We understand that Malachi 3:1 means that Christ will suddenly come to His temple, the church. But these citizens of Jerusalem, not "rightly dividing" the Scripture, did not realize that Christ would have two witnesses, two ministries. He would first come in "the form of a servant" (Philippians 2:7). The second time He would come "on the clouds of heaven with power and great glory" (Matthew 24:30) suddenly, quickly, when we do not expect Him, as many scriptures mention (Mark 13:32-37; I Thessalonians 5:2-3). Even then, those of God's people who are awake will know from where He comes.
Because Jesus did not just pop out of nowhere, the Magicians refused to recognize Him as their Messiah.
John 7:41-52 tells the story of a second group that could not recognize Jesus as their Messiah.
. . . Some said, "Will the Christ come out of Galilee? Has not the Scripture said that the Christ comes from the seed of David and from the town of Bethlehem, where David was?" . . . Nicodemus . . . said to [the Pharisees], "Does our law judge a man before it hears Him and knows what He is doing?" They answered and said to him, "Are you also from Galilee? Search and look, for no prophet has arisen out of Galilee."
Had these doubters really searched, they would have found that several prophets came from Galilee:
• Micah was from Moresheth-gath, in Galilee (Micah 1:1).
• Elijah, of Gilead, was a native of Galilee (I Kings 17:1).
• Jonah was from Gath Hepher, in Galilee (II Kings 14:25; see Joshua 19:13).
Nahum and Hosea may have hailed from Galilee as well. The Jingoists' argument—that no prophet arose from Galilee—was completely without merit! Most important, their argument totally neglected Isaiah's prophecy about Christ's own Galilean ministry. He was to shine as a light in the darkness, in the inheritances of Naphtali and Zebulun, in "Galilee of the Gentiles" (Isaiah 9:1-2).
As so often happens, the Jingoists mixed truth with fallacy. They correctly understood two things about Christ's birth and descent:
First, they understood Isaiah 11, Jeremiah 23 and Jeremiah 33, which indicate that Christ would descend from David. He would be of Judah—the Scepter tribe (Genesis 49:10).
Second, they understood that Christ would come from Bethlehem, the home of David (I Samuel 20:6):
But you, Bethlehem Ephrathah, though you are little among the thousands of Judah, yet out of you shall come forth to Me the One to be ruler in Israel, whose goings forth have been from of old, from everlasting. (Micah 5:2)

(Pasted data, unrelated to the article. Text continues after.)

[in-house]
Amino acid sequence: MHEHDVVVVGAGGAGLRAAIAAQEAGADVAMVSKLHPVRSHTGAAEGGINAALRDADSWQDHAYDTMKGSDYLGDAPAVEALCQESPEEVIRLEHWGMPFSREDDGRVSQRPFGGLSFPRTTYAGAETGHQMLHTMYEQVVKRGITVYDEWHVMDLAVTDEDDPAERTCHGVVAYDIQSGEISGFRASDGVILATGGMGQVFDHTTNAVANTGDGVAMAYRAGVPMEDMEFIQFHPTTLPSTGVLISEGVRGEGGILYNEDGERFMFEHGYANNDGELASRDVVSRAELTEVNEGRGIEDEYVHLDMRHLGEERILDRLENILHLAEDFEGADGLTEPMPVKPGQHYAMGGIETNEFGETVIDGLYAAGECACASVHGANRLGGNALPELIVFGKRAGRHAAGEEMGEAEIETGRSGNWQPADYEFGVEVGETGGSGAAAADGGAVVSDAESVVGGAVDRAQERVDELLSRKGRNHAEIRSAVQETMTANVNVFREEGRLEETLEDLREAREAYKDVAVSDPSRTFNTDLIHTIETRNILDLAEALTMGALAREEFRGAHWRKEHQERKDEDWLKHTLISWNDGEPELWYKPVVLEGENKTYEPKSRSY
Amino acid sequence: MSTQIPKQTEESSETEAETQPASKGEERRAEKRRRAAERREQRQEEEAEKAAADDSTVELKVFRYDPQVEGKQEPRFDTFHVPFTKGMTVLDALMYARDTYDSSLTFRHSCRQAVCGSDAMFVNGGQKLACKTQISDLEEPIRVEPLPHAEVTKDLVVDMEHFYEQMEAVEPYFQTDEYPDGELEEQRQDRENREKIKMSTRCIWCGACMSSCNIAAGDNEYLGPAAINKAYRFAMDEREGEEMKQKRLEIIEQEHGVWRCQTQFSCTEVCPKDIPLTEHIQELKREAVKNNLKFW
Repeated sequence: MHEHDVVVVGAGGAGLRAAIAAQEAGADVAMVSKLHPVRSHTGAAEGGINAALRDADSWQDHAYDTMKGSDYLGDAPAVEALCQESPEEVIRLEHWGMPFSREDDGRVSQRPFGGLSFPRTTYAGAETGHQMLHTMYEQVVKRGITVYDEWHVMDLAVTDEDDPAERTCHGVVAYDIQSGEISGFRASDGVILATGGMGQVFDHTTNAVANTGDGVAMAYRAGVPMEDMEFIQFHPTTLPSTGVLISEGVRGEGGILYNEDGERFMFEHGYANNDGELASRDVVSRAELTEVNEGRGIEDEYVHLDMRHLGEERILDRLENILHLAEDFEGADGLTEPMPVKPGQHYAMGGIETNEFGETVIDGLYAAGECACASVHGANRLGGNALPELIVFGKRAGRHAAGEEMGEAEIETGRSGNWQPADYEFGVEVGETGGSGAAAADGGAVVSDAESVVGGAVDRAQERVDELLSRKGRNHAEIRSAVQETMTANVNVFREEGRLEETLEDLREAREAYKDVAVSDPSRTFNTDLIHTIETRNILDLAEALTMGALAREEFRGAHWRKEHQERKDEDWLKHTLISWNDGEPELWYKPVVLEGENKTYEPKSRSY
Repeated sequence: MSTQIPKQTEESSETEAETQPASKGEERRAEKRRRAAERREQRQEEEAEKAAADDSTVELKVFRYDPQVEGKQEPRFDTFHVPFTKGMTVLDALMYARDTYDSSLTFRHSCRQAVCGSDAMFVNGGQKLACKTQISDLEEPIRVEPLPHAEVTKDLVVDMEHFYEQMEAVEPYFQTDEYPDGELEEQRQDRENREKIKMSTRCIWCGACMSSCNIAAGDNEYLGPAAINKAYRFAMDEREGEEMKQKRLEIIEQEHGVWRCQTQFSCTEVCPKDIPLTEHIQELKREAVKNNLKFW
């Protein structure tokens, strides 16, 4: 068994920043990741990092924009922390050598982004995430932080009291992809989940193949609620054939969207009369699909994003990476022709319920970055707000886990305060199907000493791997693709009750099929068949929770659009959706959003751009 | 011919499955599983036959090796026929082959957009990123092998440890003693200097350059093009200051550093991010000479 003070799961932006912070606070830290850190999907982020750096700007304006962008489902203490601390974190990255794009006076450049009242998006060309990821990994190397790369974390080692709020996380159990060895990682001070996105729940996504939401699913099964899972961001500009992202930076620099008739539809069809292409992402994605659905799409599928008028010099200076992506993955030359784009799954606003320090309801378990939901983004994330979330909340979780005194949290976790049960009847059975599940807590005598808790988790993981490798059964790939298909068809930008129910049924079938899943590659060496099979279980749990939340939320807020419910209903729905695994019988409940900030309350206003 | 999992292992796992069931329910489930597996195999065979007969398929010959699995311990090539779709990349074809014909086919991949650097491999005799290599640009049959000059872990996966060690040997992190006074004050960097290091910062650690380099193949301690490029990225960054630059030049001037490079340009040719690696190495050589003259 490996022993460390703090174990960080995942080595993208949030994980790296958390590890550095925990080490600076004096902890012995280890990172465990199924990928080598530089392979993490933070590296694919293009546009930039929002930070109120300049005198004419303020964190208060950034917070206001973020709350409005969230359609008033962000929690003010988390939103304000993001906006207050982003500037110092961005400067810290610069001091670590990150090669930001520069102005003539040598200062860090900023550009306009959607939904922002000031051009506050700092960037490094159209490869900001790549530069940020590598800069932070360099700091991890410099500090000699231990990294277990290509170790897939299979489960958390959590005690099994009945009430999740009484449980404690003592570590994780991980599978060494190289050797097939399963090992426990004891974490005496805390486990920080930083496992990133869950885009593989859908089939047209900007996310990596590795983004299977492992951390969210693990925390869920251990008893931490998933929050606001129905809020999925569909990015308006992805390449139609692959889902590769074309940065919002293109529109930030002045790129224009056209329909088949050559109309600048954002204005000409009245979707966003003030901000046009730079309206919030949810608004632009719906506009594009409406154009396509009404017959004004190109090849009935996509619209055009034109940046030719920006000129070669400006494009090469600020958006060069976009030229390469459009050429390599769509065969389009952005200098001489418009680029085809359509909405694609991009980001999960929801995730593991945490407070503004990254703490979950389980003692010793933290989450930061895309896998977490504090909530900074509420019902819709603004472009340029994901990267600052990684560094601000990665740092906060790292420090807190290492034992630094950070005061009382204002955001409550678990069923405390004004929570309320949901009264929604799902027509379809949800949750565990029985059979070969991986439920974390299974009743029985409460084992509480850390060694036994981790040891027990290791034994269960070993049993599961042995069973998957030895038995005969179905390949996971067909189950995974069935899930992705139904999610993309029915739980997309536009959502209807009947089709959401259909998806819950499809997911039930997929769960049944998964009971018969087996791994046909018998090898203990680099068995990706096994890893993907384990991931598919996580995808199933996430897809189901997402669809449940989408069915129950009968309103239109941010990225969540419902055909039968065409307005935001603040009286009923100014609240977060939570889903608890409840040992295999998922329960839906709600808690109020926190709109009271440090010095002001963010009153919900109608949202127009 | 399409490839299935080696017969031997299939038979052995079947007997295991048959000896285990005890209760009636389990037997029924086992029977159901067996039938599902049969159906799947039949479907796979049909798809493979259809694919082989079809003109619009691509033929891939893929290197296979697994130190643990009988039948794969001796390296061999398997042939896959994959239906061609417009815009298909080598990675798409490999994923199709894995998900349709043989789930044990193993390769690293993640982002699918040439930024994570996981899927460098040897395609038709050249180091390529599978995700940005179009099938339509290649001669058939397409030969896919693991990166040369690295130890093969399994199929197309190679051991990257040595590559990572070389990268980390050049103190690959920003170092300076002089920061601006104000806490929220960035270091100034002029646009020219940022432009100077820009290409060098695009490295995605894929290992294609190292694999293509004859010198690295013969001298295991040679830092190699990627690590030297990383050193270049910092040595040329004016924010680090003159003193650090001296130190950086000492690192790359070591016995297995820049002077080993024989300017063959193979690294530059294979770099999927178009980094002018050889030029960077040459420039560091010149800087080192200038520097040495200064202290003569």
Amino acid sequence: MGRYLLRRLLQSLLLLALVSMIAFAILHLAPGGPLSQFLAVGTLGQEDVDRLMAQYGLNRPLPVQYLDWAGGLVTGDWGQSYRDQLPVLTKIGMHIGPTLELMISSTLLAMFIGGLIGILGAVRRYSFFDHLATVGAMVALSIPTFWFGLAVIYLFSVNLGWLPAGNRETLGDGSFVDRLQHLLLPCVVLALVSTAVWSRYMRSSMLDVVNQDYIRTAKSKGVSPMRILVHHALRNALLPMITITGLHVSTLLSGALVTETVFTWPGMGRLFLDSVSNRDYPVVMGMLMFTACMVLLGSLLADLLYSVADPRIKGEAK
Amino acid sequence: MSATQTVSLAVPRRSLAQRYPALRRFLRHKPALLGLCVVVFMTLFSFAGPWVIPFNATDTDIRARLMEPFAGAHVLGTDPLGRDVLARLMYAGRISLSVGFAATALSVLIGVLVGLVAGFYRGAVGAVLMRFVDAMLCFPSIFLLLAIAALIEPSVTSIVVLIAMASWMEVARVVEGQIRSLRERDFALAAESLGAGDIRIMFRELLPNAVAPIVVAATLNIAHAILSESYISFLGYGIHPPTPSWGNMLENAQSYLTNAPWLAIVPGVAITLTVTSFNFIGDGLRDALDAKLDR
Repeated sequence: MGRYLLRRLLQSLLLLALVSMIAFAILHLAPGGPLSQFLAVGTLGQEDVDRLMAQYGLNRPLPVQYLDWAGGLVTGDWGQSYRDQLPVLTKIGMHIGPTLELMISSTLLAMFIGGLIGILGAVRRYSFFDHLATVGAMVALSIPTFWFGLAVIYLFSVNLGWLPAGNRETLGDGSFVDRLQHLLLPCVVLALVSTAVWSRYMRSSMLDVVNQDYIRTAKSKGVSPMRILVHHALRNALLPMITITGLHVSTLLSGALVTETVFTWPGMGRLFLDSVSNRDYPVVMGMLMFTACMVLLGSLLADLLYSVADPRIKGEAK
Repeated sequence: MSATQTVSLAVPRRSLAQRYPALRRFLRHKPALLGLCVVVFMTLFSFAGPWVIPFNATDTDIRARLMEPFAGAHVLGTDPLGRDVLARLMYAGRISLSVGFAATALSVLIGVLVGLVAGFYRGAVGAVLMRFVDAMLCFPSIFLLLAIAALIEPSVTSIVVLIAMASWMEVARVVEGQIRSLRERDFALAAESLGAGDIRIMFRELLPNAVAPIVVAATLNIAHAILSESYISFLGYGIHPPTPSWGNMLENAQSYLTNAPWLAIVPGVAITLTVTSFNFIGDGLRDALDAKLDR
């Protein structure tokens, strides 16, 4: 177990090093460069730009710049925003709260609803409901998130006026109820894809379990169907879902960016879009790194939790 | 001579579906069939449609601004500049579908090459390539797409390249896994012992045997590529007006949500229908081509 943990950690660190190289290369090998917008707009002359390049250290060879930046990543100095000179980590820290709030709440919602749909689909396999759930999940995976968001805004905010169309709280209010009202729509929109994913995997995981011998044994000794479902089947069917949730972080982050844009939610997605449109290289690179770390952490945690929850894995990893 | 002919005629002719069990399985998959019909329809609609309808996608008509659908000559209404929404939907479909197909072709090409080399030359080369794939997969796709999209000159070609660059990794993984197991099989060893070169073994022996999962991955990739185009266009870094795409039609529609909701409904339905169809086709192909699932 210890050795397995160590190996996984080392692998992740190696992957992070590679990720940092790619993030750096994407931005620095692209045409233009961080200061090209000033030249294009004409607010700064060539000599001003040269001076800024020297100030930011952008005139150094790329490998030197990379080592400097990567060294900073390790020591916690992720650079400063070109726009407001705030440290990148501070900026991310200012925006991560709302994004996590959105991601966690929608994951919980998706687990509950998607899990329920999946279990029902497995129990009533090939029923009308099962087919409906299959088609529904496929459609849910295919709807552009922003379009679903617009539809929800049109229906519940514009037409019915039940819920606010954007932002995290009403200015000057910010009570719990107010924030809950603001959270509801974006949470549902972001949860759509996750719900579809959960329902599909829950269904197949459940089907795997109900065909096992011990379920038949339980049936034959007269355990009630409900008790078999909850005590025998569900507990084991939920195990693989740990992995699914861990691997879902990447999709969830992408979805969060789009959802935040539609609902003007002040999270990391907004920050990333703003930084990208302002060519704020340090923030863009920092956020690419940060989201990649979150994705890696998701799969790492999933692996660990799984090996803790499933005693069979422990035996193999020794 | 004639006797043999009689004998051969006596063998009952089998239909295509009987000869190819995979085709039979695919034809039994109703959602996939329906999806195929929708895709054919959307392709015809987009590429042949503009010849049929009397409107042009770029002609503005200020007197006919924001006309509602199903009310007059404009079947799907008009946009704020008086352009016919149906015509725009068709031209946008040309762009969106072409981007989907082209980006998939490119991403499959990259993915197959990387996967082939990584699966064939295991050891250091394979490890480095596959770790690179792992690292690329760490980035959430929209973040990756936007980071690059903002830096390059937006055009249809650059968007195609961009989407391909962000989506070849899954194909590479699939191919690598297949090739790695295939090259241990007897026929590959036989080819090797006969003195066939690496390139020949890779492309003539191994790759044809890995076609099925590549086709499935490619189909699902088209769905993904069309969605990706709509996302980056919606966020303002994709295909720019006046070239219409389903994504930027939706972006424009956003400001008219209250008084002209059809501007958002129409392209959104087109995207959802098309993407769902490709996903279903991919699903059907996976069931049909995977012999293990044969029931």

Yet notice the detail of Micah's prophecy they missed. He does not say that the Messiah would reside in Bethlehem, but that He would "come forth" from it, which is exactly what He did! Joseph had come to Bethlehem at Jesus' birth because he had to pay taxes in his home town. We can deduce from Christ's genealogies that both Joseph and Mary hailed from Bethlehem. Their ancestors include David, Jesse, Obed and Boaz (Luke 3:32)—all men of Bethlehem (see Ruth 1, 2 and 4; I Samuel 16 and 17).
Sometime after Christ's birth, Joseph returned to Nazareth, in Galilee, where he and Mary reared Jesus. He began His ministry from Galilee, not Judah, as Isaiah 9 foretold. Mark 1:14-15 records a partial fulfillment of Isaiah's prophecy:
Now after John was put in prison, Jesus came to Galilee, preaching the gospel of the kingdom of God, and saying, "The time is fulfilled, and the kingdom of God is at hand. Repent, and believe in the gospel."
Compare this passage with its counterpart, Matthew 4:12-17, which quotes Isaiah 9:1-2 and points out that Christ fulfilled Isaiah's prophecy regarding His Galilean ministry.
Believe it or not, this group of people failed to recognize their Messiah because of His place of residence—because He lived in Galilee! Thus, we have dubbed them the Jingoists, people driven by inordinate nationalism. Behind their reason for rejecting Christ—that no prophet ever did or ever would come from Galilee—lurks an irrational, arrogant prejudice against anything not of Judea. These people were part of the power-elite of the day, part of the religious establishment centered in Jerusalem. Classic xenophobes, they wanted nothing to do with Galilee.